Detection of Secondary Binding Sites in Proteins Using Fragment Screening.Ludlow, R.F., Verdonk, M.L., Saini, H.K., Tickle, I.J., Jhoti, H.
(2015) Proc.Natl.Acad.Sci.USA 112: 15910
- PubMed: 26655740
- DOI: 10.1073/pnas.1518946112
- Primary Citation of Related Structures:
- PubMed Abstract:
Proteins need to be tightly regulated as they control biological processes in most normal cellular functions. The precise mechanisms of regulation are rarely completely understood but can involve binding of endogenous ligands and/or partner proteins ...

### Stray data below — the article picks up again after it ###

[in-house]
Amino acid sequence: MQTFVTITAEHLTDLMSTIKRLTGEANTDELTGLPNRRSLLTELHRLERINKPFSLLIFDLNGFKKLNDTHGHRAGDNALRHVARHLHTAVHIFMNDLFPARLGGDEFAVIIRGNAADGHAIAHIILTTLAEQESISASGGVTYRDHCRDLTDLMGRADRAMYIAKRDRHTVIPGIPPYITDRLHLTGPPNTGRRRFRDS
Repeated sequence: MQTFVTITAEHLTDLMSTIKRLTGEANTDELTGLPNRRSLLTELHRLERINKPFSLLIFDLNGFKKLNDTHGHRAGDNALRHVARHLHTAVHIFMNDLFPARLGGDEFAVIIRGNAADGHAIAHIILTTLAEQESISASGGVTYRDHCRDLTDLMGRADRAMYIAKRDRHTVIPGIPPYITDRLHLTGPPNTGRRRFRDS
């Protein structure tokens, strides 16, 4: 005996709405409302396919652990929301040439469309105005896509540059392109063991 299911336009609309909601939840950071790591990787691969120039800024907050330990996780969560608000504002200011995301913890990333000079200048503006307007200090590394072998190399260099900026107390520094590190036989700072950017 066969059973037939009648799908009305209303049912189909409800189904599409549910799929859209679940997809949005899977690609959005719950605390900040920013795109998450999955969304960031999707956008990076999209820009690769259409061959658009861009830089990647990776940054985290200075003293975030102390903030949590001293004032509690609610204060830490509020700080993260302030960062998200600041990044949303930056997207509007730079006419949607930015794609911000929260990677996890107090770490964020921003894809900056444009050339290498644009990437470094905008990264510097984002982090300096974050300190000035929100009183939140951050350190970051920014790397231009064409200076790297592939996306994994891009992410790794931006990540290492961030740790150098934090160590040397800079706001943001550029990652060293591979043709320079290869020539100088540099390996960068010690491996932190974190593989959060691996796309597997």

Proteins need to be tightly regulated as they control biological processes in most normal cellular functions. The precise mechanisms of regulation are rarely completely understood but can involve binding of endogenous ligands and/or partner proteins at specific locations on a protein that can modulate function. Often, these additional secondary binding sites appear separate to the primary binding site, which, for example for an enzyme, may bind a substrate. In previous work, we have uncovered several examples in which secondary binding sites were discovered on proteins using fragment screening approaches. In each case, we were able to establish that the newly identified secondary binding site was biologically relevant as it was able to modulate function by the binding of a small molecule. In this study, we investigate how often secondary binding sites are located on proteins by analyzing 24 protein targets for which we have performed a fragment screen using X-ray crystallography. Our analysis shows that, surprisingly, the majority of proteins contain secondary binding sites based on their ability to bind fragments. Furthermore, sequence analysis of these previously unknown sites indicate high conservation, which suggests that they may have a biological function, perhaps via an allosteric mechanism. Comparing the physicochemical properties of the secondary sites with known primary ligand binding sites also shows broad similarities indicating that many of the secondary sites may be druggable in nature with small molecules that could provide new opportunities to modulate potential therapeutic targets.
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